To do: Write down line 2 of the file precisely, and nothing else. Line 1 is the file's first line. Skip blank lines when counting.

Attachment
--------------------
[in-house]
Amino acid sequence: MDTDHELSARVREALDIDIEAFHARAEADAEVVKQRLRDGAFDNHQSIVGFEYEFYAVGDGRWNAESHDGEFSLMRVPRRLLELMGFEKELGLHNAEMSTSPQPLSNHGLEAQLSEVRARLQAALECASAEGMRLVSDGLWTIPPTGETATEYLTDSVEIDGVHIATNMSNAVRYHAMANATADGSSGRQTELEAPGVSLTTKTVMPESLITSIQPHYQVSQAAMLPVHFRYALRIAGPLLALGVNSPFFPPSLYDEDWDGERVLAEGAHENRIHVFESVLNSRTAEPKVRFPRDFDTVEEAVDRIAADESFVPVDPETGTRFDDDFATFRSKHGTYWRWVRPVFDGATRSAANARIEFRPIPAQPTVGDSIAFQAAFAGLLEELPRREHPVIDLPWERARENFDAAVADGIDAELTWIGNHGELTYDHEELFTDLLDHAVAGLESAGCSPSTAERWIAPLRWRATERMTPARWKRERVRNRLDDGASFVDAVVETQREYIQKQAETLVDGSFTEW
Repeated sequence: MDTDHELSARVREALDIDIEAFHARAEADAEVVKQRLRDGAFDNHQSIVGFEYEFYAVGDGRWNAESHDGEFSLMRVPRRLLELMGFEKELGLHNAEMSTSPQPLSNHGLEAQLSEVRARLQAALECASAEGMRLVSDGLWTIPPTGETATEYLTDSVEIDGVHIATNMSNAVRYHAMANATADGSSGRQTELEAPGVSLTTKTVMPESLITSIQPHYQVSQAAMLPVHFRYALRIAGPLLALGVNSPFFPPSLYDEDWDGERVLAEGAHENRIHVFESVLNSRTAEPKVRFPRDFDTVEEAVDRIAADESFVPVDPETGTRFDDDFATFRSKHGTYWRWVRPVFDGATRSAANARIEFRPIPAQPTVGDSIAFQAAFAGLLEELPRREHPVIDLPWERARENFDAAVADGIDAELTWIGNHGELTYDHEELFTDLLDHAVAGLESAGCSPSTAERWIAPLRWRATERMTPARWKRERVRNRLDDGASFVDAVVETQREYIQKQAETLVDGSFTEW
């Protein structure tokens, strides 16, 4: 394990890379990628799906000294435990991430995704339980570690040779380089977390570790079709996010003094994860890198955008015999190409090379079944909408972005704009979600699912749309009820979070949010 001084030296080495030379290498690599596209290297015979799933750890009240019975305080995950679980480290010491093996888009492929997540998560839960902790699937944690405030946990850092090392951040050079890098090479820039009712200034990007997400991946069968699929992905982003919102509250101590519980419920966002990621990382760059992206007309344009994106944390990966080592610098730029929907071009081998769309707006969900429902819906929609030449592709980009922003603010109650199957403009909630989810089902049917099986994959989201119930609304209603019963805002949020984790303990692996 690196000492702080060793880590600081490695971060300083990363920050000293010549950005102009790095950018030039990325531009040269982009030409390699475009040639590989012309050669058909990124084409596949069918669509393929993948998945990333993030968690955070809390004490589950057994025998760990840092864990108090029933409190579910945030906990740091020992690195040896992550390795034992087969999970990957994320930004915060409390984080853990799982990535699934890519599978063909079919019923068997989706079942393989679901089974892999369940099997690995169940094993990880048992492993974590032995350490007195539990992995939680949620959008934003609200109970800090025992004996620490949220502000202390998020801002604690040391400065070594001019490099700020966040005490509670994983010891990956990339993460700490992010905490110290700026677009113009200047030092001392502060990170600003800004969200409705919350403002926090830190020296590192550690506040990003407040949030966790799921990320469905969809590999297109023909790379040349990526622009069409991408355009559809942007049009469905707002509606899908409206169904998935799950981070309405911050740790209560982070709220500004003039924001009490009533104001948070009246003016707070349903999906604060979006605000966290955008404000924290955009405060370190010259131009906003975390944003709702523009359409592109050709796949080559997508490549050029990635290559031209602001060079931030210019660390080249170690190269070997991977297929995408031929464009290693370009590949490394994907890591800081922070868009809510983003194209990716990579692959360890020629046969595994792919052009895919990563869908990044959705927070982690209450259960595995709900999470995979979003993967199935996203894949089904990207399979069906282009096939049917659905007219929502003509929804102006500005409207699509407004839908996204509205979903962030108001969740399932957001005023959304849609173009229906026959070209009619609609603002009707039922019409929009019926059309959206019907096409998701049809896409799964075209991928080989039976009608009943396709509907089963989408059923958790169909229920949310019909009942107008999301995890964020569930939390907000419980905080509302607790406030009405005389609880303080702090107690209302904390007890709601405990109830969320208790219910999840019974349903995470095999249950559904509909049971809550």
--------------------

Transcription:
Amino acid sequence: MDTDHELSARVREALDIDIEAFHARAEADAEVVKQRLRDGAFDNHQSIVGFEYEFYAVGDGRWNAESHDGEFSLMRVPRRLLELMGFEKELGLHNAEMSTSPQPLSNHGLEAQLSEVRARLQAALECASAEGMRLVSDGLWTIPPTGETATEYLTDSVEIDGVHIATNMSNAVRYHAMANATADGSSGRQTELEAPGVSLTTKTVMPESLITSIQPHYQVSQAAMLPVHFRYALRIAGPLLALGVNSPFFPPSLYDEDWDGERVLAEGAHENRIHVFESVLNSRTAEPKVRFPRDFDTVEEAVDRIAADESFVPVDPETGTRFDDDFATFRSKHGTYWRWVRPVFDGATRSAANARIEFRPIPAQPTVGDSIAFQAAFAGLLEELPRREHPVIDLPWERARENFDAAVADGIDAELTWIGNHGELTYDHEELFTDLLDHAVAGLESAGCSPSTAERWIAPLRWRATERMTPARWKRERVRNRLDDGASFVDAVVETQREYIQKQAETLVDGSFTEW